Maybe there’s an unwritten rule somewhere: Every time Mark Knopfler plays Red Butte Amphitheater it has to rain and be cold.

That’s what happened last time, and, sure enough, it happened again when Knopfler returned to the garden Wednesday night. Maybe Mother Nature thinks it will make the Scottish-born songwriter feel more at home.

Regardless, after a steady downpour most of the morning, the grass was soppy and the temperature dipped down as low as 50 on the chilly evening.

“It’s so cold, with the wind coming in. We just sent for some heaters,” said the former Dire Straits frontman, who shoved his hands under his armpits to keep them warm between songs. My fingers were going numb. I have no idea how he managed to play guitar.

But he played, and his guitar work sounded as pristine as ever, not over-the-top like some heralded young phenoms, but clean and crisp. Knopfler and his band, bringing the total on stage to 11, has been touring relentlessly for approaching a year and they were tight and polished, each piece fitting together like a puzzle.

FILE - In this March 5, 2005 file photo, Dire Straits lead guitarist Mark Knopfler performs at a concert in Bombay, India. (AP Photo/Aijaz Rahi, File)

The Celtic influences were front-and-center early, as they opened the night with 2002’s “Why Aye Man,” following it up with a rocking rendition of “Ain’t Too Pretty.”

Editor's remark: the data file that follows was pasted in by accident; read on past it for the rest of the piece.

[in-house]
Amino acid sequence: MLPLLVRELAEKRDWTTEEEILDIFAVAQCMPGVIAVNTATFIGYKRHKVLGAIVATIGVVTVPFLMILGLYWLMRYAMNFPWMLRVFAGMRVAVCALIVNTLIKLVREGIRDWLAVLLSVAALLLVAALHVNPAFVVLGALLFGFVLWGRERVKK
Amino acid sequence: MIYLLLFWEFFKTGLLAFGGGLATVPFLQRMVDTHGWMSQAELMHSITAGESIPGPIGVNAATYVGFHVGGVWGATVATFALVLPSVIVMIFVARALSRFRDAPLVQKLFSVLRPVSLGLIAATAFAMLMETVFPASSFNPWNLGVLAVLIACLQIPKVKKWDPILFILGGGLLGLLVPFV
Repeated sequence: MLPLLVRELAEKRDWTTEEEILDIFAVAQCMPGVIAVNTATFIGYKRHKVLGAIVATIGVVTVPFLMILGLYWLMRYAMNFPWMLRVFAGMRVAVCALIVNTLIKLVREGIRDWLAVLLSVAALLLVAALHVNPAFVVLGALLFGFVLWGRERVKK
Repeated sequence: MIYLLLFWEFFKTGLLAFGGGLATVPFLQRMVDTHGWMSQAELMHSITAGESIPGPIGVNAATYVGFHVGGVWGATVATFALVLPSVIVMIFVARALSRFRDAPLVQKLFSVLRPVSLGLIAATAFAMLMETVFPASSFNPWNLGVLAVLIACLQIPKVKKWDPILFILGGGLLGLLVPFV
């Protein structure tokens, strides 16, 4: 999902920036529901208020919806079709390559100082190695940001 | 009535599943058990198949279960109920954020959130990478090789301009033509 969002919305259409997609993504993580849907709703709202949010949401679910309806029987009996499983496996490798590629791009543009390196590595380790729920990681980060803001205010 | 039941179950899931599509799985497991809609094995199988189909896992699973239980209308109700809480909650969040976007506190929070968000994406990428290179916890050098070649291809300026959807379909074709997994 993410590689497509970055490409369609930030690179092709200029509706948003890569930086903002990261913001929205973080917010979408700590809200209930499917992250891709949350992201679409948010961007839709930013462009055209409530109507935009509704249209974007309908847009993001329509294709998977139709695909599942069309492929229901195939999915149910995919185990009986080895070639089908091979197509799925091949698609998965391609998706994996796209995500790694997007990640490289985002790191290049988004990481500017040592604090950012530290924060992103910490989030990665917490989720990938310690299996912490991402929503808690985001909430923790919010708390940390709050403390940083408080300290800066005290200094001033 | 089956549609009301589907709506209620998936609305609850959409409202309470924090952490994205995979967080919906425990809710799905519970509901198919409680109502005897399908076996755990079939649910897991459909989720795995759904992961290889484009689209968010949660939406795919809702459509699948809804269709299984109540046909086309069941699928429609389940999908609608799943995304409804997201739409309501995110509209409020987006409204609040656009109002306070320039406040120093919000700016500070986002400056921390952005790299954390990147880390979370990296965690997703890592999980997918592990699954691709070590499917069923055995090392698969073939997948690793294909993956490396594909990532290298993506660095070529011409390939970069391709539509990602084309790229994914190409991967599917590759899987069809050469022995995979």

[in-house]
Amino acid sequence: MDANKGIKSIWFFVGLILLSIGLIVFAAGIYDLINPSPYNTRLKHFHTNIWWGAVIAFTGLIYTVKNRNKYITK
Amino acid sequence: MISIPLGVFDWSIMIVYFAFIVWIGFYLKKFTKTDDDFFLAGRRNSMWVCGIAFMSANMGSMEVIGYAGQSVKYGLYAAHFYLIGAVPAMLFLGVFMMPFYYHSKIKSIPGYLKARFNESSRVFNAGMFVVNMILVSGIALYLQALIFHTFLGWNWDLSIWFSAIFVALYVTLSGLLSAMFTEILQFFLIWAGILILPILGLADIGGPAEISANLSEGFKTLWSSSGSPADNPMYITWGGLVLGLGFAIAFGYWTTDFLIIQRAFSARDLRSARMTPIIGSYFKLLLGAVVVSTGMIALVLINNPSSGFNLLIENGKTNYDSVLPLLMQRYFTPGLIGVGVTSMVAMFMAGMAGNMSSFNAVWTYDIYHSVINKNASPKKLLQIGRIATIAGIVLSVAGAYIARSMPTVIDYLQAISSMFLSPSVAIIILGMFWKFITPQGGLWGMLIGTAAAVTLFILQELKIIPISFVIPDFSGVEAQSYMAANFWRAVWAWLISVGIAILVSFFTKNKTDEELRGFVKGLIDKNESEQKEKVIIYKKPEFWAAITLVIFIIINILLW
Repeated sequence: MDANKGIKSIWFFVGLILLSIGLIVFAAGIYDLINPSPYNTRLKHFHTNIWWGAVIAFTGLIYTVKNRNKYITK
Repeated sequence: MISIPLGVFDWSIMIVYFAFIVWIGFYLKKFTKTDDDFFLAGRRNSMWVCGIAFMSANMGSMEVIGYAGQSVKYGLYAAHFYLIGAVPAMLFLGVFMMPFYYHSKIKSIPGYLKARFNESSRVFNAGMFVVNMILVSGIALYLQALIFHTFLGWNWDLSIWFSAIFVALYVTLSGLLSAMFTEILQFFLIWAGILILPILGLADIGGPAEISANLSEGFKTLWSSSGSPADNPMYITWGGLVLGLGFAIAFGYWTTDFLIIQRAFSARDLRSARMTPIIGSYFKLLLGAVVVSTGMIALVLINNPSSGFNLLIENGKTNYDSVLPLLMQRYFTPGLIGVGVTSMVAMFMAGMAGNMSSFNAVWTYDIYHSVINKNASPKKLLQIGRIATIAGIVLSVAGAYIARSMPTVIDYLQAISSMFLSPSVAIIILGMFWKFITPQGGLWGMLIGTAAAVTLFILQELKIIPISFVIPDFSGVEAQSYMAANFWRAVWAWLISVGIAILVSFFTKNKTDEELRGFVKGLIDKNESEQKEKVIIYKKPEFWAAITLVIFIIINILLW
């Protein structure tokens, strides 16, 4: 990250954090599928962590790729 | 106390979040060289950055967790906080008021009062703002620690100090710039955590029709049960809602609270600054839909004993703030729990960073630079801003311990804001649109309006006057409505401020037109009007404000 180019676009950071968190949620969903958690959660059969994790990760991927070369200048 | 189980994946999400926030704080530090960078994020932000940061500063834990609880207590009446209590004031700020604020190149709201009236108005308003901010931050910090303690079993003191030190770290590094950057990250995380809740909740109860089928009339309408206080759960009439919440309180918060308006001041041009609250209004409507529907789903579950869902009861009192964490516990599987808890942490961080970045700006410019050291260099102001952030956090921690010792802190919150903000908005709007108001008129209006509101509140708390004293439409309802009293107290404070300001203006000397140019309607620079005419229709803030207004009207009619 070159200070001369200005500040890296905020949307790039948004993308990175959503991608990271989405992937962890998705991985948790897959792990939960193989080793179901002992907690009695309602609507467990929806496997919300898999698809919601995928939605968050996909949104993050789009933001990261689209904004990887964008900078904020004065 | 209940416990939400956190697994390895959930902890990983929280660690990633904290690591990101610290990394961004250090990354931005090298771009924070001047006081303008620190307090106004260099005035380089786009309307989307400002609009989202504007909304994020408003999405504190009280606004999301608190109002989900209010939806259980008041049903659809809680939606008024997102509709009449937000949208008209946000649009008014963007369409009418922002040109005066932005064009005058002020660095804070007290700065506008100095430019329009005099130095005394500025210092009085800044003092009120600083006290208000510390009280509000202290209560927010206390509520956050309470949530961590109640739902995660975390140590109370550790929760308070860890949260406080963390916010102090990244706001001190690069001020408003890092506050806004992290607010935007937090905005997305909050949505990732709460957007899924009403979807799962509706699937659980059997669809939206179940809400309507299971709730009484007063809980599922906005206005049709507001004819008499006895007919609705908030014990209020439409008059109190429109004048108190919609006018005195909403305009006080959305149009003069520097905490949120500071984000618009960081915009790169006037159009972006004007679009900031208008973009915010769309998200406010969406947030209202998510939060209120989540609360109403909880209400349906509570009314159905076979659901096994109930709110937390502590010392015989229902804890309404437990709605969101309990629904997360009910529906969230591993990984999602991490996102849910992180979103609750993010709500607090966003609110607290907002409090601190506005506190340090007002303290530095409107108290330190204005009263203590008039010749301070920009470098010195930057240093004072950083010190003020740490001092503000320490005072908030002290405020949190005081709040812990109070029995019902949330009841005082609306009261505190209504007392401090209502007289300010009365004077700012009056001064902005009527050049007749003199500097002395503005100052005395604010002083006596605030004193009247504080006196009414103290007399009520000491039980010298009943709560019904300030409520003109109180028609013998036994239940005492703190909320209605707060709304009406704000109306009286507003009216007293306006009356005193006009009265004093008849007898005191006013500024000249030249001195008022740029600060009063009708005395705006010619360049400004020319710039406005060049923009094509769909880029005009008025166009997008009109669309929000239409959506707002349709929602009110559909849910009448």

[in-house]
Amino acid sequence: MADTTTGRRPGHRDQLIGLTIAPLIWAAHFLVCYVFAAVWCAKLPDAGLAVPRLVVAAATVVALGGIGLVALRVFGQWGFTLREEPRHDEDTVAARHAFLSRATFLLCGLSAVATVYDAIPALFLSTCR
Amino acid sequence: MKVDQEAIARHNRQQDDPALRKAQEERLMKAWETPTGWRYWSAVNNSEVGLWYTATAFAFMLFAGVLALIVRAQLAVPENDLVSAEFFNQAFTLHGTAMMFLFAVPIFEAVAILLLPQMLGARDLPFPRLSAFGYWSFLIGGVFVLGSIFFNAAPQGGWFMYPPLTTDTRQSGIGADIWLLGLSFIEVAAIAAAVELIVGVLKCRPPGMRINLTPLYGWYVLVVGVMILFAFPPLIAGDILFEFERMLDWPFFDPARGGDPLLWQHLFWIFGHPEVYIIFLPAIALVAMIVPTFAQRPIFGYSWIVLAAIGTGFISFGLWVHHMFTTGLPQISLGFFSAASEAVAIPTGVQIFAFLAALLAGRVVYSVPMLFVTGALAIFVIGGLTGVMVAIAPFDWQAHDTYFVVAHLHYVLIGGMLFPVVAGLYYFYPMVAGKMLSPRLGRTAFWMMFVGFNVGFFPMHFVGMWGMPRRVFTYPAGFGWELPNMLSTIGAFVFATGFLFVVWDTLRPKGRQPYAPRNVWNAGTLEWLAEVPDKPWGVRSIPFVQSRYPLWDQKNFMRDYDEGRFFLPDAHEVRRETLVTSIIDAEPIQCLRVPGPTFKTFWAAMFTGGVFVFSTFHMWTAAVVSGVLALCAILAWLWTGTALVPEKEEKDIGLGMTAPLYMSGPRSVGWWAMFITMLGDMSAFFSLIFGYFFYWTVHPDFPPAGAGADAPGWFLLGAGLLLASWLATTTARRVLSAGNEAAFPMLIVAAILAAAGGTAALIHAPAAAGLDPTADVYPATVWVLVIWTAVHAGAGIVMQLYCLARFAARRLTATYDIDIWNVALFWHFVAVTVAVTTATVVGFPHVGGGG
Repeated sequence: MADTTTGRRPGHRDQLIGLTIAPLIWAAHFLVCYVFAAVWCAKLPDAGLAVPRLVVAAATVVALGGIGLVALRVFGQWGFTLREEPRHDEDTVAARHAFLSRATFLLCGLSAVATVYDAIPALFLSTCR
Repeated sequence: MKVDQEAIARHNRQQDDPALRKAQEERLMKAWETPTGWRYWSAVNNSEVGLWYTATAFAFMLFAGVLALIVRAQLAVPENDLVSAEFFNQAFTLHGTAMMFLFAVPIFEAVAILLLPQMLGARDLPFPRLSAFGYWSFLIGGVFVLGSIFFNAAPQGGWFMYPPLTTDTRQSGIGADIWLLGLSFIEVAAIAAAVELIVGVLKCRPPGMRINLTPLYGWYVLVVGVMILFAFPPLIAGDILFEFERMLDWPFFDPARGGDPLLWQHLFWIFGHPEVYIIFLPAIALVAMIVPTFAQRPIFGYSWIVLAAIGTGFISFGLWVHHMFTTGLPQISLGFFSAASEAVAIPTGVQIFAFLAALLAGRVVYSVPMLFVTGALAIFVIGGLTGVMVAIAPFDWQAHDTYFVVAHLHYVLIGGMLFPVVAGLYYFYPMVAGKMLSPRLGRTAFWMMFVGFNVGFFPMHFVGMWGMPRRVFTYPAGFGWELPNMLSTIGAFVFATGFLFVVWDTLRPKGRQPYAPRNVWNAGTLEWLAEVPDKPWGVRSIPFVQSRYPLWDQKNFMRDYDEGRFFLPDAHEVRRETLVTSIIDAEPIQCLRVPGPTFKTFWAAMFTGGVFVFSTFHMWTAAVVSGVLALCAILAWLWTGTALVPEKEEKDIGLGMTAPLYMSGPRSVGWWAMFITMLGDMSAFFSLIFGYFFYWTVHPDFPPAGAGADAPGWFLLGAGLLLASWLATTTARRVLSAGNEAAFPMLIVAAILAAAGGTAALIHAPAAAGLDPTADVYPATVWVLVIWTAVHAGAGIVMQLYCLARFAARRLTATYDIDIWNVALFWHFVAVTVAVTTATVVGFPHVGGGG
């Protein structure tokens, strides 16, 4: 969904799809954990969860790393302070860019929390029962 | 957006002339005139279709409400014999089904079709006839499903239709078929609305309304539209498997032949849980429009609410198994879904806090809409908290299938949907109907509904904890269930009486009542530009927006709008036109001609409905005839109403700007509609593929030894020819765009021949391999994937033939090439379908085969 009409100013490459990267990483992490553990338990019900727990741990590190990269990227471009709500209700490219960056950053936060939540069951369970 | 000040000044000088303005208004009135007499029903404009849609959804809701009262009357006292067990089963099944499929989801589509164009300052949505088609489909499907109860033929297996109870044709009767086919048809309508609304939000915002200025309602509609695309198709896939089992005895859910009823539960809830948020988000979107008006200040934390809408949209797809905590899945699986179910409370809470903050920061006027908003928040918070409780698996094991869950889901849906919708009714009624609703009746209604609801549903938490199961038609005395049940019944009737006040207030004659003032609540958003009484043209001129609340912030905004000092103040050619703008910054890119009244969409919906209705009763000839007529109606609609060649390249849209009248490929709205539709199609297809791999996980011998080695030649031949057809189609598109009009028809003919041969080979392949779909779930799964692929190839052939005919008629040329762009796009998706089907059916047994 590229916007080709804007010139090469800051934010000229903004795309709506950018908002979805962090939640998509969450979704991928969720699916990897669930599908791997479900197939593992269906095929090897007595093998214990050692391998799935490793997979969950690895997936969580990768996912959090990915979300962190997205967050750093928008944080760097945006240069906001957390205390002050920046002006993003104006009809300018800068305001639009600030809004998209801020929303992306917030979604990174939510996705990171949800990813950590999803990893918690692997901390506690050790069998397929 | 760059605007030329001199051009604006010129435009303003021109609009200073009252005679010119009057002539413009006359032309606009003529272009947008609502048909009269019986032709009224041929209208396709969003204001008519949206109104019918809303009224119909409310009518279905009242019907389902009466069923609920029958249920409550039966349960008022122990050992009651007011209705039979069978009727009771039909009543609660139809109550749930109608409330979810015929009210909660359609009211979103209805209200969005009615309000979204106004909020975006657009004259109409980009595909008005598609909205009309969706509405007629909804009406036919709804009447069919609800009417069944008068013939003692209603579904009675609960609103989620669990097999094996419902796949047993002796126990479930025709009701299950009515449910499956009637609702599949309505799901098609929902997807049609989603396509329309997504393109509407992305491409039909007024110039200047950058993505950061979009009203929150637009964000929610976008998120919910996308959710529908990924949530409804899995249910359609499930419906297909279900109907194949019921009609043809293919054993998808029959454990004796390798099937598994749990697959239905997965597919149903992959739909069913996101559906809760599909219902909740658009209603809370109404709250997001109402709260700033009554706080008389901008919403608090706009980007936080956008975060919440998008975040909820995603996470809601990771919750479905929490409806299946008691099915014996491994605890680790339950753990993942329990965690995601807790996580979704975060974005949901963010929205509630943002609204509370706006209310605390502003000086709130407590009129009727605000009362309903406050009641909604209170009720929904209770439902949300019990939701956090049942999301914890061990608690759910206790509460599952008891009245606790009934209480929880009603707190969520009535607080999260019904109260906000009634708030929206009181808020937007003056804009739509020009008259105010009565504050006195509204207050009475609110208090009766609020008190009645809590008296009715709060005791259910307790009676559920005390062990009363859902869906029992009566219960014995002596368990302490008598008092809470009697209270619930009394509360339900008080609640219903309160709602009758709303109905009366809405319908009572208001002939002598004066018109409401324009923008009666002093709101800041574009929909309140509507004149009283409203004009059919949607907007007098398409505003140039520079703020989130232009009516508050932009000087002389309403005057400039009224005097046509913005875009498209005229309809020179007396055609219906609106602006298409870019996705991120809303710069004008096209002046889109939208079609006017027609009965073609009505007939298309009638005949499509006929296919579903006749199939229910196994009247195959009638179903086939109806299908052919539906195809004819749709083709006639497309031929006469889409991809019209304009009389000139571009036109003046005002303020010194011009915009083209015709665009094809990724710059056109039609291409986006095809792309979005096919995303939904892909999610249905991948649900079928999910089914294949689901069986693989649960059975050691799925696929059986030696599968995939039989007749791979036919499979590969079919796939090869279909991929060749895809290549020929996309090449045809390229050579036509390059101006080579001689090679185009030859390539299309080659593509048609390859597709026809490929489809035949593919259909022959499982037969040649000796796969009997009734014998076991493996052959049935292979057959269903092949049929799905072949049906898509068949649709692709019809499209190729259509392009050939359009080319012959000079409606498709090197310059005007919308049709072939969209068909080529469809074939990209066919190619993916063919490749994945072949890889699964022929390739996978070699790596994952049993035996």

Knopfler was at his best as the mournful balladeer, on pieces like “Sailing to Philadelphia,” “Once Upon A Time In the West,” (a vintage Dire Straits track), and a version of “Romeo and Juliet,” which packed a special punch being performed live.

Midway through the set, he told the story of being a young man, joining his first band and hitchhiking 500 miles in a Christmas Day snow. The vignette — which Knopfler joked only took him 50 years to write — provided the basis for the lovely song, “Matchstick Man,” from his most recent album, “Down the Road Wherever.”

Knopfler is a master songwriter and story-teller, but there were times where the arrangements felt stodgy and dated, drifting from the Celtic origins and into the realm of easy listening smooth jazz.

Knopfler and company finished the night with an encore featuring his best-known song, “Money For Nothing,” and followed it with a second curtain call, capping the night with an instrumental number, “Going Home.”

The audience went away chilled but pleased, a few wondering if he would be back in Salt Lake again. If he is, hopefully it won’t rain.